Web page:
Close to 'the head' there is this amazing clock tower (70 m), that is the only remaining part of the Krakow Town Hall demolished in 1820, in which there was the city prison with the Medieval torture chamber. The entrance is guarded by a pair of lions from the Classicist palace of Morstin's family.
The Krakow Underground Museum
If you are curious about the Krakow history, visit the Historical Museum of the City of Krakow, opened only one year ago when, during some road works, were found the remains of an underground city: the ancient Krakow.
The Small Market Square
Close to the main square there is a small but pretty square, called 'the small market square', that changed a lot during the centuries, being transformed from a fish market into to a parish school, and then from a car park to what we can see today.
Walk down Florianska street, among its many shops, restaurant and cafes, up to the high wall and the Polish gothic tower, where you find a big door, the Florianska gate, what remains of the city fortifications against Turkish attack.
Ready for a little uphill? Once you arrive at the foot of the hill, take the entrance on your left: it gives you access to a steep path, but from which you will enjoy the most beautiful view on the whole city and on the Vistula river. Welcome to the fortified Wawel.
Wawel Royal castle
Keep walking the path until you see the huge castle, built at the behest of Casimir III the Great (1333-1370), that consist of a great number of buildings situated around the central courtyard. Here you can visit the state rooms, the royal private apartments and the royal gardens.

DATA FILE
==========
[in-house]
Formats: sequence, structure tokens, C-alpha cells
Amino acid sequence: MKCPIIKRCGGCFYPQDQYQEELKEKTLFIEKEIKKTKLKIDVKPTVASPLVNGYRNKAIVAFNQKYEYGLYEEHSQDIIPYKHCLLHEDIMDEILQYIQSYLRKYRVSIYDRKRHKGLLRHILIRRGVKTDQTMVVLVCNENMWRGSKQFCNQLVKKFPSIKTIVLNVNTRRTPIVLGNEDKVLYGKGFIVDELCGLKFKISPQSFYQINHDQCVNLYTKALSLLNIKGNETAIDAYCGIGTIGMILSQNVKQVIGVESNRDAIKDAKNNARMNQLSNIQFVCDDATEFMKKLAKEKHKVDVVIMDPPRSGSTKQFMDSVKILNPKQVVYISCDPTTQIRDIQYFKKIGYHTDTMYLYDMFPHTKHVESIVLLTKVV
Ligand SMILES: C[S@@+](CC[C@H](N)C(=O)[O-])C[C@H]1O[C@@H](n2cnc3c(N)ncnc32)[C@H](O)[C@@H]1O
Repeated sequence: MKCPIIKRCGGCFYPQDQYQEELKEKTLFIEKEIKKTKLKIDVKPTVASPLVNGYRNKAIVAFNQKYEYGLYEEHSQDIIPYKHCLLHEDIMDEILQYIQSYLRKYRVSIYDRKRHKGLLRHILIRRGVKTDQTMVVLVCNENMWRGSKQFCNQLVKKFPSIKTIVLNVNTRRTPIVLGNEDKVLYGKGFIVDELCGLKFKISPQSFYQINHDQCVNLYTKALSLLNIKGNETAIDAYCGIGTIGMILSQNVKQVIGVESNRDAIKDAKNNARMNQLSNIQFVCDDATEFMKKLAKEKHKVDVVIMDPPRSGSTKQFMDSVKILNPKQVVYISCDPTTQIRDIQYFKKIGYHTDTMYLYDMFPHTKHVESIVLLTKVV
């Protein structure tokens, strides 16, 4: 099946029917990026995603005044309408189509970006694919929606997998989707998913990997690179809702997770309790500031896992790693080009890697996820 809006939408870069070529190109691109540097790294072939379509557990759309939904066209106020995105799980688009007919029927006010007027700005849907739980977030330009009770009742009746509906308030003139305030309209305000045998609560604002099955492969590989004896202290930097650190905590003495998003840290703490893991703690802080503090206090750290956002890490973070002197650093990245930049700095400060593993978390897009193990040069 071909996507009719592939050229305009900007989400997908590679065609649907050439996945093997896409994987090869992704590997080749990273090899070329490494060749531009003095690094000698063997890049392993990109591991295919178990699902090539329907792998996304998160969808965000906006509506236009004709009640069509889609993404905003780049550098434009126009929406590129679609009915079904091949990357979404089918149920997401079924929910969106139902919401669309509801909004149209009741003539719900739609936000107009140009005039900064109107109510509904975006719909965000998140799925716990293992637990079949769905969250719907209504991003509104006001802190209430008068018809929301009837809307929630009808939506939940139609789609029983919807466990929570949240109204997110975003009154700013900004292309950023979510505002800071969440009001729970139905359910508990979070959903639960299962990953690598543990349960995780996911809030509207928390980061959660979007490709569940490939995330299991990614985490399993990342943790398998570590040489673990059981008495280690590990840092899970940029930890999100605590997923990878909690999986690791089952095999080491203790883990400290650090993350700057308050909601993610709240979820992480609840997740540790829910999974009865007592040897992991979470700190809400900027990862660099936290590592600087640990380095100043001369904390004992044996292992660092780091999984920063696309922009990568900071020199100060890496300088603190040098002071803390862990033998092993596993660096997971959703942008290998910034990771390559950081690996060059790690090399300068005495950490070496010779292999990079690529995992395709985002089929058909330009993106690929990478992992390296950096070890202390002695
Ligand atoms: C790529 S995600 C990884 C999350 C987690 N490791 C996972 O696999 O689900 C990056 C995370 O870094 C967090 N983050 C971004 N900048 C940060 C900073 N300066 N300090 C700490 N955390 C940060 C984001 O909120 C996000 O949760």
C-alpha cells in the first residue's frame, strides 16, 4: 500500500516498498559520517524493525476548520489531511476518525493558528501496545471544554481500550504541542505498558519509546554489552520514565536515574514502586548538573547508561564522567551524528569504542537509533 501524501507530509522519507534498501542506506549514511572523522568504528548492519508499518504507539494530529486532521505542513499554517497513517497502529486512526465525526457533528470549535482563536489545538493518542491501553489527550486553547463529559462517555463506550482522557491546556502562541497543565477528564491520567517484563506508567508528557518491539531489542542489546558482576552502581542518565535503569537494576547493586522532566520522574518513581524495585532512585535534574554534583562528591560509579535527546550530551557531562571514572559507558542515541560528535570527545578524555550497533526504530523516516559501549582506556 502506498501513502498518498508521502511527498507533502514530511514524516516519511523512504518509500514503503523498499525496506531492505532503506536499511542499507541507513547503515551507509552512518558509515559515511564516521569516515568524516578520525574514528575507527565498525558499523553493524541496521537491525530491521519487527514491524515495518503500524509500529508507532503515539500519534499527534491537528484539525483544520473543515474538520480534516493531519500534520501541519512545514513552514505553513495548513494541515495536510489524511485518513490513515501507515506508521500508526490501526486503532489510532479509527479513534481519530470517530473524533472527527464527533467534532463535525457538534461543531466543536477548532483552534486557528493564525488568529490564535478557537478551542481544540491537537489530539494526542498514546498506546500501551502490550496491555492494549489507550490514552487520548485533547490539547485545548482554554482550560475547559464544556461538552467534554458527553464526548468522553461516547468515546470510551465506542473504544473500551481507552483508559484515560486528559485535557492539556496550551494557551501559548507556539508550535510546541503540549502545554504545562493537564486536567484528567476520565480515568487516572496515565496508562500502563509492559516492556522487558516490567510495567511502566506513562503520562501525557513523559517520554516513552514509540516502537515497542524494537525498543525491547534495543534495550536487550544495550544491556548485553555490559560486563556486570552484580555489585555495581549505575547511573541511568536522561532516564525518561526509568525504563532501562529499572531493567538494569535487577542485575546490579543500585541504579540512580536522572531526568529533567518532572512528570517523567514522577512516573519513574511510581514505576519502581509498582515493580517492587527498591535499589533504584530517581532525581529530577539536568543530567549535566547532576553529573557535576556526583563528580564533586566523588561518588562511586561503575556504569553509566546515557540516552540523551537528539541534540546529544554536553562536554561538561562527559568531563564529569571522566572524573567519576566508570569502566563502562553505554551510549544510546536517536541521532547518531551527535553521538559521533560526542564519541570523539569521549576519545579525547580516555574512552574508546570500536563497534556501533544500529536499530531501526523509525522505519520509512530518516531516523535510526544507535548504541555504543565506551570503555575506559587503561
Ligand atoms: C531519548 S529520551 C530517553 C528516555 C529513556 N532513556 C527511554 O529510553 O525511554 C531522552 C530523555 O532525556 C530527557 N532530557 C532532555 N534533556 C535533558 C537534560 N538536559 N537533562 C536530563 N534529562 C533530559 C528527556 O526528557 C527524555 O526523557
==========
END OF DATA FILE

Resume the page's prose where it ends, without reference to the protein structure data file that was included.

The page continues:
The Lady with ermine
In the castle there are two permanent exhibitions: the 'Oriental Art' and 'The lost Wawel'. In this last one you can see the prestigious painting 'Dama con ermellino‘ by Leonardo Da Vinci.
The Wawel Cathedral
The Cathedral, full of history and tradition, is the Roman Catholic church in which the coronations of Polish monarchs used to take place.
The Pope statue
In front of the Cathedral, there is the Pope John Paul II (1978-2005) statue: Krakow was his beloved hometown.
Zapiekanka is the typical Polish street food: an open-faced sandwich, topped with tomato sauce, cheese, mushrooms, served with ketchup.
Walk along the Vistula
Vistula is the largest and longest river in Poland: in sunny day it is a perfect place to enjoy a relaxing stroll surrounded by swans, ducks, seagulls and nature.
The Dragon statue
The Dragon statue, dedicated to Smok, the legendary dragon who was supposed to spread terror among the Wawel’s inhabitants, several times a day spits real fire!
Kazimierz, the Jewish district
Pay a visit to the Jewish quarter, try the local cuisine, visit the synagogue (where men have to wear the Kippah). Until the 19th century, Kazimierz was an independent area on the administrative point of view, a royal city of the Crown of the Polish Kingdom. Its population was half christian and half jewish, but during the German occupation the jewish people were relocated into the Krakow ghetto, before the deportation in Auschwitz concentration camp.
The ghetto heroes square
The ghetto heroes square during the II World War was the point of departure for thousand people deported from the ghetto to the camps. The bronze sculptures you will see in it are by the polish architects Piotr Lewicki and Kazimierz Latak. If you have some extra time and you are emotionally prepared, we advise you to visit the Auschwitz-Bikernau deportation camps: an important and life-changing experience, deep in the heart of one of the worst human monstruosity.
Out of Krakow, don't miss the Salt mine in Wieliczka.